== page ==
A man recently released from prison after serving time for terrorism-related offences strapped on a fake bomb and stabbed two people on a busy London street before being shot to death by police.
Deputy Assistant Commissioner Lucy D'Orsi said police identified the attacker as 20-year-old Sudesh Amman. He had been convicted for publishing graphic terrorist videos online and had stockpiled instructions on bomb making and knife attacks, according to police.
Officers had been trailing Amman at the time of Sunday's attack, D'Orsi said, but were unable to head off the bloodshed in the commercial and residential south London neighbourhood of Streatham.
The incident in London recalled a November stabbing attack carried out by another man who had served prison time for a terrorism offence. Two were killed in that attack.
Prime Minister Boris Johnson said measures will be introduced on Monday to bring "fundamental" change to the way people convicted of terrorism offences are handled in prison and afterward.
"The suspect had been recently released from prison where he had been serving a sentence for Islamist-related terrorism offences," D'Orsi said of Sunday's attacker.
It seems likely the victims will survive. A man in his 40s thought to be in life-threatening condition has improved, and a woman who had been hospitalised has been released.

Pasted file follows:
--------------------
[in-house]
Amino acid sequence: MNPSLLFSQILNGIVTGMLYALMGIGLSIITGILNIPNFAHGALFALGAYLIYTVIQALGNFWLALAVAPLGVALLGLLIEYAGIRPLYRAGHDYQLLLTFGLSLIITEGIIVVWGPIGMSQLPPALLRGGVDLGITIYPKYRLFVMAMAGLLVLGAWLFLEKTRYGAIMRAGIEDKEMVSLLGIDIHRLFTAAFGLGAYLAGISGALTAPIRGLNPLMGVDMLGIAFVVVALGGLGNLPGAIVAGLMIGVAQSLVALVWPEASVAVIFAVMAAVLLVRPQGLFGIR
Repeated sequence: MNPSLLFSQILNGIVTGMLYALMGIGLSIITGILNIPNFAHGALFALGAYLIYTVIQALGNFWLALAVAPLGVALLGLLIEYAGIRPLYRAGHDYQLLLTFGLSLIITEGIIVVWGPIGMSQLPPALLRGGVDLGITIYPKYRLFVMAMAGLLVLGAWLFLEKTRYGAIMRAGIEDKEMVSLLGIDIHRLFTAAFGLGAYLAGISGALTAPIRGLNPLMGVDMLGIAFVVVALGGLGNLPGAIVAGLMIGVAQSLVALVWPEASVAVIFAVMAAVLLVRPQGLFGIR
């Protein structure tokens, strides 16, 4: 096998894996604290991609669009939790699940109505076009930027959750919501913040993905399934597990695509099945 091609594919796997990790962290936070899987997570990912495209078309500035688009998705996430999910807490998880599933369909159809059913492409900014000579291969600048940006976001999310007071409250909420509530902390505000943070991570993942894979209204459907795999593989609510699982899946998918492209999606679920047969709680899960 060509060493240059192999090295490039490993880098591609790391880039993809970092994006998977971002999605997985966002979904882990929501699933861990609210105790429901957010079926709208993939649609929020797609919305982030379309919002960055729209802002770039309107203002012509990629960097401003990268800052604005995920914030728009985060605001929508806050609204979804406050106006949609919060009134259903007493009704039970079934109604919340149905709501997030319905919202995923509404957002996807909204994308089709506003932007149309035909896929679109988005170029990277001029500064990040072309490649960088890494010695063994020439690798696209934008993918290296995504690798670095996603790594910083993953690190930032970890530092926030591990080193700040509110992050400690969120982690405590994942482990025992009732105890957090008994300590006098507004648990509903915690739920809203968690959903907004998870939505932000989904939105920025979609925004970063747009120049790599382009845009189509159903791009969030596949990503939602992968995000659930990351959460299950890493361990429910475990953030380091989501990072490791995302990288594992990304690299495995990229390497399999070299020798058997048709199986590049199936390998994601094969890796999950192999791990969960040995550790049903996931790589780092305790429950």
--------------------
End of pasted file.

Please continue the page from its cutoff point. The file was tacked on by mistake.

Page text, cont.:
Another female victim is still in the hospital with lesser injuries, possibly caused by flying glass after the attacker was shot dead.
D'Orsi said the incident started at 2 pm "Armed officers, who were part of a proactive counterterrorism operation and were following the suspect on foot, were in immediate attendance and shot a male suspect dead at the scene," she said.
She said police saw a device strapped to the attacker's body and called in specialist officers who quickly determined the purported explosive device was a hoax.
Officials praised the police action but questions are likely to be raised about why the officers trailing Amman could not prevent the attack.
Video from the scene appeared to show three undercover police officers in an unmarked car making a quick stop just after the attack.
D'Orsi said there was no "continuing danger" to the public, but the area remained cordoned off as the investigation continued.
The drama about 8 kilometres south of central London marked a departure from recent terror attacks in the British capital that took place near landmarks such as London Bridge and the Houses of Parliament.
The attack caused chaos and panic on what had been a typical Sunday afternoon, with the streets filled with shoppers.
In November, British authorities lowered the national terror threat level to "substantial," meaning an attack is considered likely.
It was lowered because of the belief that the threat of British jihadis returning to the country from Syria had been reduced by events there, including the Islamic State group's loss of territory.
London Mayor Sadiq Khan urged community resolve in the face of another attack.
"Terrorists seek to divide us and to destroy our way of life," he said. "Here in London we will never let them succeed."
Also on Sunday, police in Belgium shot a woman who stabbed and wounded passersby in the city of Ghent, but prosecutors said there was no suspicion of terrorism or a link to what happened in London.